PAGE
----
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NEC Challenge
At NFPA, we’ve always been excited to see the experts in the field who know their stuff when it comes to the code. That’s why, in 2013, we hit the road to trade shows across the country to let electrical professionals show off their National Electrical Code expertise with the NEC Challenge.

Now, we are bringing the NEC Challenge to you. The NEC Challenge online game allows electrical professionals everywhere to test their code knowledge. So brush up on those NEC Handbooks, ladies and gentleman, and see if you can rise to the NEC Challenge earning a spot on the leaderboard!

You could even win one of our weekly or monthly prizes, or have a chance to become our champion and bring home the $5,000 grand prize. 

Beschloss on stage

For a limited time, NFPA members have exclusive access to a video featuring author and historian Michael Beschloss, keynote speaker at NFPA's Conference & Expo in Las Vegas last month. During his presentation, Mr. Beschloss encouraged attendees to learn from the past as he presented anecdotes of U.S. presidents skilled in leadership. 

Following his presentation, Mr. Beschloss met with meeting attendees in the Expo Hall and signed copies of his latest book, Presidential Courage: Brave Leaders and How They Changed America, 1789-1989.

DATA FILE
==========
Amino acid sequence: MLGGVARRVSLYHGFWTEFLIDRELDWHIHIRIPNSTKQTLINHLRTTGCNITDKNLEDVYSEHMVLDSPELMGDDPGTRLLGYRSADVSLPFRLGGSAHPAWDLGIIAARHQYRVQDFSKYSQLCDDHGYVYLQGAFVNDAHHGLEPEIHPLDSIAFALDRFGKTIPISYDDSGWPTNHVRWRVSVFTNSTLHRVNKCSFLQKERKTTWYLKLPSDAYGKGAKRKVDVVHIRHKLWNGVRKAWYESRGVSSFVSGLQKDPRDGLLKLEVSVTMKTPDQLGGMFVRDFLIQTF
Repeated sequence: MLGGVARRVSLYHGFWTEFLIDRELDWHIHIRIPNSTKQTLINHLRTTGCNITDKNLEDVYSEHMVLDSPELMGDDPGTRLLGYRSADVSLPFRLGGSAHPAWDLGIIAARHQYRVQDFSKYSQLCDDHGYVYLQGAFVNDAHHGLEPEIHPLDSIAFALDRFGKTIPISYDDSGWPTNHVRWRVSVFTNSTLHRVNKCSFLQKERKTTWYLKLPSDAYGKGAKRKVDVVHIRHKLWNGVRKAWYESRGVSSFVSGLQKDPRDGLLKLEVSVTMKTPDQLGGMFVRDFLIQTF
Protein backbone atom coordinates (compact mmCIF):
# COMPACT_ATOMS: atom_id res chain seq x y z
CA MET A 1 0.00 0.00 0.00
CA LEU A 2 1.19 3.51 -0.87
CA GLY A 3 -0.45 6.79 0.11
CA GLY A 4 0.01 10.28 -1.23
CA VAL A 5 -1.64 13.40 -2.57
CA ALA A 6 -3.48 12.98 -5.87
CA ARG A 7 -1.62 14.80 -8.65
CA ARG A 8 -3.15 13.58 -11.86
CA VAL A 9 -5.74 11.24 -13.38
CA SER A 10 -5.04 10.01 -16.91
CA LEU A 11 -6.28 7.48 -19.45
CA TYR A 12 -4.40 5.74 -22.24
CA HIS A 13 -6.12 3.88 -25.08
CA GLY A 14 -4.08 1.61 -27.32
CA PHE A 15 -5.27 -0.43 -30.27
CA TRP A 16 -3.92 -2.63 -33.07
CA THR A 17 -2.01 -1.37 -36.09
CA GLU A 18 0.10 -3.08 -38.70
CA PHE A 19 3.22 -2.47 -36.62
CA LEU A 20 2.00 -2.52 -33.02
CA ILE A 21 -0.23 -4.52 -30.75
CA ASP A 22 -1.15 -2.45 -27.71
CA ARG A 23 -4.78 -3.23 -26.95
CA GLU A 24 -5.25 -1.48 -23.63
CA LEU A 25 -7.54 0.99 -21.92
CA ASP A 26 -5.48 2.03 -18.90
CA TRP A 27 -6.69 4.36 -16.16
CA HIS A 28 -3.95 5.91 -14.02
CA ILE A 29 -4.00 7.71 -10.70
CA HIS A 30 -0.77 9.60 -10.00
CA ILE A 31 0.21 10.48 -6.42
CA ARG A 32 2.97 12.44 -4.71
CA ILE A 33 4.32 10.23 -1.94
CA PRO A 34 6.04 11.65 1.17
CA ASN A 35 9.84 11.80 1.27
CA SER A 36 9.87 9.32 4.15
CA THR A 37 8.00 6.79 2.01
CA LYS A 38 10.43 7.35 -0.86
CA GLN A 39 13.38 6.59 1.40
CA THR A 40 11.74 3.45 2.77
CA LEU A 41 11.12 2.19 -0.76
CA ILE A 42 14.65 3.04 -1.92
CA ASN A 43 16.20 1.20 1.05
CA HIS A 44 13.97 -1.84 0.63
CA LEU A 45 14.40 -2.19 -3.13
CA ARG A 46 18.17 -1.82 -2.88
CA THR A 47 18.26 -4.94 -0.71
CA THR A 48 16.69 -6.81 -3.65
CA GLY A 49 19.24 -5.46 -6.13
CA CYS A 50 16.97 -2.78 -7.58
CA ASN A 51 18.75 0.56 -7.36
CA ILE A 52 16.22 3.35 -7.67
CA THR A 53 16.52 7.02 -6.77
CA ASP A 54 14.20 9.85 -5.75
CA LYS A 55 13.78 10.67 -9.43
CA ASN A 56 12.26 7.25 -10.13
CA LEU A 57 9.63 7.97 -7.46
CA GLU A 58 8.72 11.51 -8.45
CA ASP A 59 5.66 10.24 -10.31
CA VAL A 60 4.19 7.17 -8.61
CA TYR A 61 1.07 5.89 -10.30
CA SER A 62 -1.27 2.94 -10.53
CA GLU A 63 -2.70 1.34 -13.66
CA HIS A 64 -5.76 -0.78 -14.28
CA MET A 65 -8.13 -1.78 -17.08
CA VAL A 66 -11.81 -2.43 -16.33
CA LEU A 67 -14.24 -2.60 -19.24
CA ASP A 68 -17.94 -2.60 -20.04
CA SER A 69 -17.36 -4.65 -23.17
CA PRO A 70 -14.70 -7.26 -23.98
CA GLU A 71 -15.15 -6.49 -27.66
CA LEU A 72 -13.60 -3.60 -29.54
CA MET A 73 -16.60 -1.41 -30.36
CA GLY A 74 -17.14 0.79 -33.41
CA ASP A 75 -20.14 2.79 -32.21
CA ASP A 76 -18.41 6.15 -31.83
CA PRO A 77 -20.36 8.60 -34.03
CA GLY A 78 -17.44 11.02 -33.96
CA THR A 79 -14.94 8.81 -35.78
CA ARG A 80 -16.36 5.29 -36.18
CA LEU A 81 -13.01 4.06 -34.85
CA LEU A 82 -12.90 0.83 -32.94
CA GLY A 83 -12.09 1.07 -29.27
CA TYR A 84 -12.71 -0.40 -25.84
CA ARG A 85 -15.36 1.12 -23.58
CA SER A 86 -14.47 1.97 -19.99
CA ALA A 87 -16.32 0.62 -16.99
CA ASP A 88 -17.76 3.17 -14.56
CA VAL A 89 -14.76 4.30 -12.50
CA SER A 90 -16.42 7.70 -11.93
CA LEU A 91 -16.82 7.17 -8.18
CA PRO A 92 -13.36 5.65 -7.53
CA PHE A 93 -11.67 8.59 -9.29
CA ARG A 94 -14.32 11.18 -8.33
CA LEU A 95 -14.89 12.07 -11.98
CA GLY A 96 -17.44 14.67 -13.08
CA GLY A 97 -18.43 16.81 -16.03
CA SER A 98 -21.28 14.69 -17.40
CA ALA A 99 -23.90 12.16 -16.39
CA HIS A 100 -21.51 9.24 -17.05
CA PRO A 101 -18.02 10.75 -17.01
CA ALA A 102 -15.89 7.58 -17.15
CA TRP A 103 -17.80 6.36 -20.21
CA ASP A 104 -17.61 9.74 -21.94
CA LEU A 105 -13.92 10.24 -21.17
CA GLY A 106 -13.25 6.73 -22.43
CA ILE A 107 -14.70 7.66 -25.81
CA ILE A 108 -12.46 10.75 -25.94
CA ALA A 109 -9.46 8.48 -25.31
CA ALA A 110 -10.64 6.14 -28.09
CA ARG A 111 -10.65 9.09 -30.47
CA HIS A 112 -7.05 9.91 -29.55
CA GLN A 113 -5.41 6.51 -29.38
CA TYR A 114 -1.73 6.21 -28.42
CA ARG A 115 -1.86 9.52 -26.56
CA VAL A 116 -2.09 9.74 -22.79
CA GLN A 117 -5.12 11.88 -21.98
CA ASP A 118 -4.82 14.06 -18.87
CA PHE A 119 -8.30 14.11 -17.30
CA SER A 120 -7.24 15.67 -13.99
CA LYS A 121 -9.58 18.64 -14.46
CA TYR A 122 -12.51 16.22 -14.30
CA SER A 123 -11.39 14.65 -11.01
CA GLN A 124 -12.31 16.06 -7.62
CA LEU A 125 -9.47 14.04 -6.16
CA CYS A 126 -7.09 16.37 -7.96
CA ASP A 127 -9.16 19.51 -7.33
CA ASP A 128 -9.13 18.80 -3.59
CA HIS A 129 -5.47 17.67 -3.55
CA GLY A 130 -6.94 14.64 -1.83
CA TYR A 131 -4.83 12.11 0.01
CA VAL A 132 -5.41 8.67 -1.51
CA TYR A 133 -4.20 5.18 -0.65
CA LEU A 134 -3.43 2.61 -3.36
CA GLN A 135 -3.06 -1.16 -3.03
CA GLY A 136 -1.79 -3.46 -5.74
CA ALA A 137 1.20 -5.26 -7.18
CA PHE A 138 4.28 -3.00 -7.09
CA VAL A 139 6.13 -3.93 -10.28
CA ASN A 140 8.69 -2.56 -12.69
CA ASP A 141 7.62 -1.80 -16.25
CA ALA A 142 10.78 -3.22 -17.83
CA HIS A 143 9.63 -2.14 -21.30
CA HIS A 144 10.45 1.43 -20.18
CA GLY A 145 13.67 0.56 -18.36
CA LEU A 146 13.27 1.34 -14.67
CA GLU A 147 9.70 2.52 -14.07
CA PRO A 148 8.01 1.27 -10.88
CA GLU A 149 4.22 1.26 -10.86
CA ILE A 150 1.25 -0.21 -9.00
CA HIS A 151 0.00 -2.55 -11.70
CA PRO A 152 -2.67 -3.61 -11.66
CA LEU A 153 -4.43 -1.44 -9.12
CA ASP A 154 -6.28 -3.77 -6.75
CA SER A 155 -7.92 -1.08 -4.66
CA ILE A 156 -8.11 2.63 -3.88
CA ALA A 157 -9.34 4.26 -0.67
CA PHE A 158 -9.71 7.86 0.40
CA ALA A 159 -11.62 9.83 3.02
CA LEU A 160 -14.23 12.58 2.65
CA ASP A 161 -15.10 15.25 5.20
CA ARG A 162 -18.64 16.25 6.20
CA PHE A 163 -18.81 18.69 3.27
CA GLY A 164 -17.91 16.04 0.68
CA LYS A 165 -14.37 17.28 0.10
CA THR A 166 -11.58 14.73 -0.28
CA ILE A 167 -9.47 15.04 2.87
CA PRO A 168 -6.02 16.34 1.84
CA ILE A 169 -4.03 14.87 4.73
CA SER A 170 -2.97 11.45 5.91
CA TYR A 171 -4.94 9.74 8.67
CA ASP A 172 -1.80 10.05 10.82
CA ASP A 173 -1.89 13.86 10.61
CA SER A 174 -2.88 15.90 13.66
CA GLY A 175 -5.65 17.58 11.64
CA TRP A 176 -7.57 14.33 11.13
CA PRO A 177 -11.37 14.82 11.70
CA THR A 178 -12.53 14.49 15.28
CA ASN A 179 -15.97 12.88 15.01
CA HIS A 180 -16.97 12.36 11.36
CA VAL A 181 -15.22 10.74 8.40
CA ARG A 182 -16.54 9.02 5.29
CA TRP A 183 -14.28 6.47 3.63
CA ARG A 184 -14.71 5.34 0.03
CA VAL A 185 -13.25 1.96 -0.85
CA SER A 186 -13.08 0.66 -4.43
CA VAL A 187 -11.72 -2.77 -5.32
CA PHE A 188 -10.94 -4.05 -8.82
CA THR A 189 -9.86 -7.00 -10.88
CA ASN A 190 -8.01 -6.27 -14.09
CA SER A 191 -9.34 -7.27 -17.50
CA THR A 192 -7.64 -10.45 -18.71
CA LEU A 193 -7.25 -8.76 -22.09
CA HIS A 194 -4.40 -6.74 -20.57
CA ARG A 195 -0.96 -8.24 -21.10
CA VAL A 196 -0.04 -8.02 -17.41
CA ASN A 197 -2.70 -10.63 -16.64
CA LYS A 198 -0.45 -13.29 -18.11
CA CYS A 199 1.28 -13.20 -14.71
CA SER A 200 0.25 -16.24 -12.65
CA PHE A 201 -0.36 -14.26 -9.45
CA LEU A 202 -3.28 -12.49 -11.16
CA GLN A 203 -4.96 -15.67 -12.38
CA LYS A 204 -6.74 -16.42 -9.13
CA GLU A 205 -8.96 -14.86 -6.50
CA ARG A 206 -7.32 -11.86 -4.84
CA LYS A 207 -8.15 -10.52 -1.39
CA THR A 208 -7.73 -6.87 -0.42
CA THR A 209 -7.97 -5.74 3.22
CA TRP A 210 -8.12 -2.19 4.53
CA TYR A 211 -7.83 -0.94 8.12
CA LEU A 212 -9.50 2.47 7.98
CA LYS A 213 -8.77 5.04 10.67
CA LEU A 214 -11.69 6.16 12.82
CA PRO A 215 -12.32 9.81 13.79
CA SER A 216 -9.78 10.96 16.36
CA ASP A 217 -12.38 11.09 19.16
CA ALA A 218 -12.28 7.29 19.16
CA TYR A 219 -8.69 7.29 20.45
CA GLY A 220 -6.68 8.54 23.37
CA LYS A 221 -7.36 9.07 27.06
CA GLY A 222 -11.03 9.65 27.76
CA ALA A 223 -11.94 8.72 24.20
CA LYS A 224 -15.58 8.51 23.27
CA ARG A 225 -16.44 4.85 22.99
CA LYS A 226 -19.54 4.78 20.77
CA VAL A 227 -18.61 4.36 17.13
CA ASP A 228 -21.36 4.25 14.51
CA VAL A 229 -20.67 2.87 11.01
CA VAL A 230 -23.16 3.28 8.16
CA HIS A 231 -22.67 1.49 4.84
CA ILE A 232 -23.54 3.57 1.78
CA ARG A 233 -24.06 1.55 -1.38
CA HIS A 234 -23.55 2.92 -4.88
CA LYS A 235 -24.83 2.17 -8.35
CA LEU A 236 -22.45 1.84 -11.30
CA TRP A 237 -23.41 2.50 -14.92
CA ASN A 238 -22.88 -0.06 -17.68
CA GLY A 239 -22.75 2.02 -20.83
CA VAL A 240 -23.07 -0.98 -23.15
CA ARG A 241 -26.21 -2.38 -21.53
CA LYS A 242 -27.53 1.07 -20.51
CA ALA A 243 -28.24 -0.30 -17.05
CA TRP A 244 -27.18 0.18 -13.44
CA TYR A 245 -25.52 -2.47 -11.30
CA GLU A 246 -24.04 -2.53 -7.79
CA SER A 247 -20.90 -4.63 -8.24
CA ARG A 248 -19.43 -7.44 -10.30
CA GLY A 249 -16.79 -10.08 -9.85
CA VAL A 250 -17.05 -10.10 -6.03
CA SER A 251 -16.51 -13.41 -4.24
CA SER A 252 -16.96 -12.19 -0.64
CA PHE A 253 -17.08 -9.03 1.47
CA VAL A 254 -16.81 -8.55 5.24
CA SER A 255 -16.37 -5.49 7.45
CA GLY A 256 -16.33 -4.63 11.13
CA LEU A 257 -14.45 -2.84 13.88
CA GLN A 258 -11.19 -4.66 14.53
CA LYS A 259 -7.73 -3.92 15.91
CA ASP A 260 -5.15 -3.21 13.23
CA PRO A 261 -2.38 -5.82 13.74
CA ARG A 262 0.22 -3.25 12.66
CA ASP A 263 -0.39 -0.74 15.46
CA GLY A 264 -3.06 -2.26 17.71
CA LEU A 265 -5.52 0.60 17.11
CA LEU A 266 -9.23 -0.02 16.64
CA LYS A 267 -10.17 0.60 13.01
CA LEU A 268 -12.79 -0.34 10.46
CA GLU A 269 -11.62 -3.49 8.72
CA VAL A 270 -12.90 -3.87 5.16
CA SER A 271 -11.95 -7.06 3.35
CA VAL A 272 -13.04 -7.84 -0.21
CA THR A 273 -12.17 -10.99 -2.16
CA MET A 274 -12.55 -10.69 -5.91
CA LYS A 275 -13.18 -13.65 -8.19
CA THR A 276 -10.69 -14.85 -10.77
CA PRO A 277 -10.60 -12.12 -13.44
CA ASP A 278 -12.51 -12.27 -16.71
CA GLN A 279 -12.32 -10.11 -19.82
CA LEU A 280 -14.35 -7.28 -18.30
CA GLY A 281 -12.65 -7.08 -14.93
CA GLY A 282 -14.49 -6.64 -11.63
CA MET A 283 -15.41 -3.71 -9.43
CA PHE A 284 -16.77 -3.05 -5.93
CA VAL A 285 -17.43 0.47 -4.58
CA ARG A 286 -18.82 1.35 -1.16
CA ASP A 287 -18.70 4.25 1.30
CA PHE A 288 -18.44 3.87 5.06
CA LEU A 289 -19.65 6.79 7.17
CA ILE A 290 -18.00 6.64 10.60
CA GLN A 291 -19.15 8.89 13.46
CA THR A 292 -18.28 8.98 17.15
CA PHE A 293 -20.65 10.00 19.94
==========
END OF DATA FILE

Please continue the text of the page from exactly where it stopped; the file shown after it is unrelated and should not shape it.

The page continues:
Beschloss book signing 4

Beschloss book signing 2

 

In three separate home fires, smoke alarms previously installed by local fire departments made a life-saving difference:


 

Yesterday, in Manchester, UK, the Whitefield Fire Station attended two fire incidents within hours of one another.


The first fire was caused by a bathroom fan, which the family was alerted to by working smoke alarms. “It was an alarm that had been fitted by the fire service that alerted the family,” said Crew Manager Dan Brown.


Hours later, the same crew attended another incident, where a neighbor heard smoke alarms sounding from a ground floor flat. When crews arrived, they found a man fast asleep in his bed while a pan of food was burning downstairs. “It was fortunate that we had fitted the alarm about 10 months ago because it alerted the neighbor to the problem,” said Brown.


 

Meanwhile, smoke alarms installed as part of a local fire department program in West Iredell, NC, last fall were credited with saving the lives of five people on Sunday. In fact, two of the firefighters who installed the alarms were among those responding to the fire.


Everyone in the home was sleeping at the time of the incident, but having smoke alarms outside the sleeping areas provided early warning that allowed the family to escape without harm.


“This is definitely a documented save,” said Iredell County Fire Marshal Garland Cloer.


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This smoke alarm, which was installed last fall as part of the West Iredell Fire Department’s installation program, awoke five people to fire, enabling them to escape safely.


BF814B33A2BE408389B5EBEF7E4A1F93.ashxEvery morning, Sanne Esque, a pilot for the Florida Forest Service, flies her single-engine Cessna 182 over south-central Florida looking for wildfires. From her plane, she can see where a fire is going and help an incident commander identify the resources that will be needed and the areas that are at risk.